During Halloween the canteen tried serving Teriyaki, I never knew a dish could be so relevant to a theme until I ate the Teriyaki Chicken they made. It surely was Halloween. To help regain some comfort, I revisited one of the best Modern Izakaya in town, Bonsai. Located on Roe St, this is my go to place which I visit for modern Japanese fusion that never leaves you walking out with a limp wallet. My recent meal here was no different.
To start, we ordered a chicken salad topped with crispy wanton skin (extra $1.00). Looking back at my previous posts, I labelled the salad here as a “convert” and this time around, it was not different. This was simply my kind of salad; flavourfully robust, juicy, and fresh. Always add the crispy wanton skin as it gives the salad a good crunch that matches with the fresh bite of the cabbage.
Next up was the Aburi salmon nigiri topped with a dollop of red miso. Having the salmon blow torched gave the fish a really nice smokey fragrance while making it more tender too. The Aburi here never fails to satisfy although this time around it could have been a torched a little more evenly.
A dish of seared scallops! Nom nom nom! These little beauties were seared to perfection. Loved the topping which Bonsai does for them lovelies. It complements this dish well.
Some might consider the crab claws a little bit of a dud. It is true, they are. But when you bite into Bonsai's version of it, you will know why it is not. So any perception you might have thinking that it is similar to the artificial ones bought from the oriental shop can now be discarded.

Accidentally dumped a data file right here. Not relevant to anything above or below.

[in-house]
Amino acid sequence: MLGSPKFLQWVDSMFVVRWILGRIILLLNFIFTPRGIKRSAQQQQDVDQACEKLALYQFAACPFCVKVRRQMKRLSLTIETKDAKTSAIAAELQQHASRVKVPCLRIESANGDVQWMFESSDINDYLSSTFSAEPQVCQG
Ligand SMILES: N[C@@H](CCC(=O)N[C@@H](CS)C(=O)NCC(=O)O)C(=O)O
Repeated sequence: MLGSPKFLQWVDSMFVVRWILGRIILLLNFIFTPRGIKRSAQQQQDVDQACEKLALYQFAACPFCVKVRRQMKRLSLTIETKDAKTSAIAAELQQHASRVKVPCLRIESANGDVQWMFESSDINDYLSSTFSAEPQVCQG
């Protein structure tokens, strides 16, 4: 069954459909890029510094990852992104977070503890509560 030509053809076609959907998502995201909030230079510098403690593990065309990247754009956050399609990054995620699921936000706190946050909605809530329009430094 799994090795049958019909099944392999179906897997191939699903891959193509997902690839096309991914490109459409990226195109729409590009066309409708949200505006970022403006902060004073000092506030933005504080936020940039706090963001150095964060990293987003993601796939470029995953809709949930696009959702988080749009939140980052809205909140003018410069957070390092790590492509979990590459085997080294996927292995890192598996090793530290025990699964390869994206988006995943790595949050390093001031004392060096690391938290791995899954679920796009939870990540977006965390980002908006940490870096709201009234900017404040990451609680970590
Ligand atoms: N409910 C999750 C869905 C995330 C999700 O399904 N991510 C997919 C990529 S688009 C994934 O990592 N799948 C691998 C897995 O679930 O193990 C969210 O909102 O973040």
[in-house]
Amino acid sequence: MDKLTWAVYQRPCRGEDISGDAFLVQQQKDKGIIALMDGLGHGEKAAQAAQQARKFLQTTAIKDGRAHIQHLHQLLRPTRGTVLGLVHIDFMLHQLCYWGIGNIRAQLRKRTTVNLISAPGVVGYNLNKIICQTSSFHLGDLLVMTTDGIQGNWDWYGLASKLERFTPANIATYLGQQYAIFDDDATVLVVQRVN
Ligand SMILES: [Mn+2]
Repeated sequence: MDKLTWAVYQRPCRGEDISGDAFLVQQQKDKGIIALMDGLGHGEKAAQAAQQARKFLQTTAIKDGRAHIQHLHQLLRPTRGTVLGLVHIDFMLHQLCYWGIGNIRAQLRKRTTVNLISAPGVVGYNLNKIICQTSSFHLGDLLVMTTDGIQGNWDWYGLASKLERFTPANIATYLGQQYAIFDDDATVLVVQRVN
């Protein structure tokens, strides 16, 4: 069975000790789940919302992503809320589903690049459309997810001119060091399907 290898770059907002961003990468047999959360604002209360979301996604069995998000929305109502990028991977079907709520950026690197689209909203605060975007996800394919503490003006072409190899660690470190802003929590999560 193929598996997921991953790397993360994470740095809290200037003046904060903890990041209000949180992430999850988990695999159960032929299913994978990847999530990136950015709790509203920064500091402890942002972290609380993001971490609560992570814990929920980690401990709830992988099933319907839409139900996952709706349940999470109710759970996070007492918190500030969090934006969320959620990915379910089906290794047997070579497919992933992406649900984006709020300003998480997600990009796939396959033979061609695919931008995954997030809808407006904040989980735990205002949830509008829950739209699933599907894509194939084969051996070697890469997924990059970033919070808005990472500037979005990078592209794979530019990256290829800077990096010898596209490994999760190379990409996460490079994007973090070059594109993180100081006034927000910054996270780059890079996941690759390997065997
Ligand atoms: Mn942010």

Keep calm, dip into mayo.
Buta no Kakuni is a classic favourite of mine when I go to Japanese restaurants. Braised for hours in a broth made from a mix of Mirin and soy, the humble pork belly is made into a melt-in-your mouth protein with a darkish brown appearance. Its flavours are not meant to be overly salty or sweet but aim is to strike a good balance between them. Here the sauce was all the rave but the pork felt lacking. It was still hard and was not soft through. It is in this aspect that Bonsai failed to deliver.
For the mains we started with a crispy skin duck;
It was crispy skin with no doubt,while the duck itself was cooked to perfection with the middle slightly pinkish leaving it tender. Equally impressive was its presentation which was pretty damn nice. Looking on at the pictures I have taken, it was clear Bonsai was not there to make good food. But rather good looking ones too. Imagine a manicured plant, because that is after all, the art of Bonsai.
The last main we ordered to share was the Teriyaki Wagyu Steak.
This has always been a favourite of mine since my second visit to Bonsai a couple years back. With a choice of how you want it cooked, we asked for medium rare and that is exactly what we got. Topped with shavings of mildy pickled onions, they complemented the tender beef. But the highlight of it all was the sauce. A quality Teriyaki base with a subtle butter flavour made this dish simply sensational. A dish which have been recognised by my peers, friends and family for not being 1 dimensional.Bonsai, you’ve done it again. Thank you for the great hospitality and delicious food.